services: discrepancies between claim formats are handled by Fulcio’s use of
Dex, and Sigstore currently only requires
aud="sigstore" in terms of
deoting the public good instance as the intended audience.
I don’t have much to say about this, except for highlighting this section as probably a bad idea:
To enable verifying parties to enforce expiration if they so wish while avoiding the bad user experience of forcing the user to run the Authorization Code Flow every time the ID Token in their PK Token expires, we use the following alternative expiration mechanism. We do not expire a PK Token when the underlying ID Token expires according to its exp claim. Instead verifiers wishing to enforce expiration inspect the iat (issued at) claim, which specifies when the OP issued the ID Token, and reject the PK Token if it is older than two weeks. That is, if expiration is enforced, a PK Token expires two weeks after it is issued. (Page 9, S. 3.5.2)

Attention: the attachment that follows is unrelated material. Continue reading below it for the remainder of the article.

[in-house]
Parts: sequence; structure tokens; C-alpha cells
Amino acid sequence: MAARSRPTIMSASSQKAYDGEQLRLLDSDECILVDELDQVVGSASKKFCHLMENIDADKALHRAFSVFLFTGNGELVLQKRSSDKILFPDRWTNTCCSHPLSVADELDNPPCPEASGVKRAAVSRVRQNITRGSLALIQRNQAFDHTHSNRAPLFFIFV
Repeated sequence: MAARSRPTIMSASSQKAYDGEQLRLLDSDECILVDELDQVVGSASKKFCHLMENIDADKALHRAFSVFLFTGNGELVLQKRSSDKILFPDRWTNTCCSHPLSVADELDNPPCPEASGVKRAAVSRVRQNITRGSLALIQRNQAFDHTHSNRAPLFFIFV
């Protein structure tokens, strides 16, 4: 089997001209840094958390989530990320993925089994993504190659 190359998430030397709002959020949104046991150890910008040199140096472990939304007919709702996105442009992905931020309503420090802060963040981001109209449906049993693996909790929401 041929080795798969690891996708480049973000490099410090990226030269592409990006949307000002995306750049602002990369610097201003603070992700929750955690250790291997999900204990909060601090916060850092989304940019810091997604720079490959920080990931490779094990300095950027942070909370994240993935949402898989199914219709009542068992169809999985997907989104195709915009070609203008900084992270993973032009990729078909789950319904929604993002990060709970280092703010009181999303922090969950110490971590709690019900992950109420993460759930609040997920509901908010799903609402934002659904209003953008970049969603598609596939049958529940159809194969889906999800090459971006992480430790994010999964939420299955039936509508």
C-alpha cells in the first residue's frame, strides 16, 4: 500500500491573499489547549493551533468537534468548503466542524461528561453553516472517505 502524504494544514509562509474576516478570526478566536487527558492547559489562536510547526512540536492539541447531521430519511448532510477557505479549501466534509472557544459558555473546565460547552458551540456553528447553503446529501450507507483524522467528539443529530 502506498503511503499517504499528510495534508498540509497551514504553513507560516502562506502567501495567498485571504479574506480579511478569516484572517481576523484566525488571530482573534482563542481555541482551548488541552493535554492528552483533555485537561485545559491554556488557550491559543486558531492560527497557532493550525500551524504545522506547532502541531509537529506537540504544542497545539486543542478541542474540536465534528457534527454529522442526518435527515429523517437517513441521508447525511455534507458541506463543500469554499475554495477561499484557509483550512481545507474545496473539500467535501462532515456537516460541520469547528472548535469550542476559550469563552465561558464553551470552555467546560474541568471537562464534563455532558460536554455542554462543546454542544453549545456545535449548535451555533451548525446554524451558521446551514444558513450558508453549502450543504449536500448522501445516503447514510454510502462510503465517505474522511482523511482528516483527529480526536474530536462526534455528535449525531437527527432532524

Implicit expiration times like this are pretty dangerous, especially when describes in “may” language. See below for further thoughts on how this is likely to interact poorly with JWKS rotation practices, as well as difficult to reconcile with revocation.
I’ve put this section last because it isn’t fully clear to me that long-term signatures are an actual goal of the OpenPubKey design5. As such, the notes and concerns here may not be applicable. However, because the preprint mentions an “archival log” for handling verifications of older signatures, I felt that it’s appropriate to include my thoughts as well6.